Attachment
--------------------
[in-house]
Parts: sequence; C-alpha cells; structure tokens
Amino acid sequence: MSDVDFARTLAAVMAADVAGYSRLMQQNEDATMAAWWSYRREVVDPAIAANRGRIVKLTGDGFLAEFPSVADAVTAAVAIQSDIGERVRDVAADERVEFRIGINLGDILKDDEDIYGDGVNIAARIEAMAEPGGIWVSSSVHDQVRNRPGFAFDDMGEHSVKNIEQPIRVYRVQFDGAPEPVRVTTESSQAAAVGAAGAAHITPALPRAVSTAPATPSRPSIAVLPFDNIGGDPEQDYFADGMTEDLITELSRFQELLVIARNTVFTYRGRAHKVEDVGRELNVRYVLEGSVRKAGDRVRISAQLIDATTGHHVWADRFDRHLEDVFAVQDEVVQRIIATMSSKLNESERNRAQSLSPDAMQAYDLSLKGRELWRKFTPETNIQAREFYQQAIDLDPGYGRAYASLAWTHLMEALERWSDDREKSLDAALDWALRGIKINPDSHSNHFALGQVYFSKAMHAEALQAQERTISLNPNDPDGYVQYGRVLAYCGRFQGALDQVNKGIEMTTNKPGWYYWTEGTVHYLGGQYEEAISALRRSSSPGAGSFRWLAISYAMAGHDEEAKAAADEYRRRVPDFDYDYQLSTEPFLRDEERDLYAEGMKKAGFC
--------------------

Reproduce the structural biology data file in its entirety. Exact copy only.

[in-house]
Parts: sequence; C-alpha cells; structure tokens
Amino acid sequence: MSDVDFARTLAAVMAADVAGYSRLMQQNEDATMAAWWSYRREVVDPAIAANRGRIVKLTGDGFLAEFPSVADAVTAAVAIQSDIGERVRDVAADERVEFRIGINLGDILKDDEDIYGDGVNIAARIEAMAEPGGIWVSSSVHDQVRNRPGFAFDDMGEHSVKNIEQPIRVYRVQFDGAPEPVRVTTESSQAAAVGAAGAAHITPALPRAVSTAPATPSRPSIAVLPFDNIGGDPEQDYFADGMTEDLITELSRFQELLVIARNTVFTYRGRAHKVEDVGRELNVRYVLEGSVRKAGDRVRISAQLIDATTGHHVWADRFDRHLEDVFAVQDEVVQRIIATMSSKLNESERNRAQSLSPDAMQAYDLSLKGRELWRKFTPETNIQAREFYQQAIDLDPGYGRAYASLAWTHLMEALERWSDDREKSLDAALDWALRGIKINPDSHSNHFALGQVYFSKAMHAEALQAQERTISLNPNDPDGYVQYGRVLAYCGRFQGALDQVNKGIEMTTNKPGWYYWTEGTVHYLGGQYEEAISALRRSSSPGAGSFRWLAISYAMAGHDEEAKAAADEYRRRVPDFDYDYQLSTEPFLRDEERDLYAEGMKKAGFC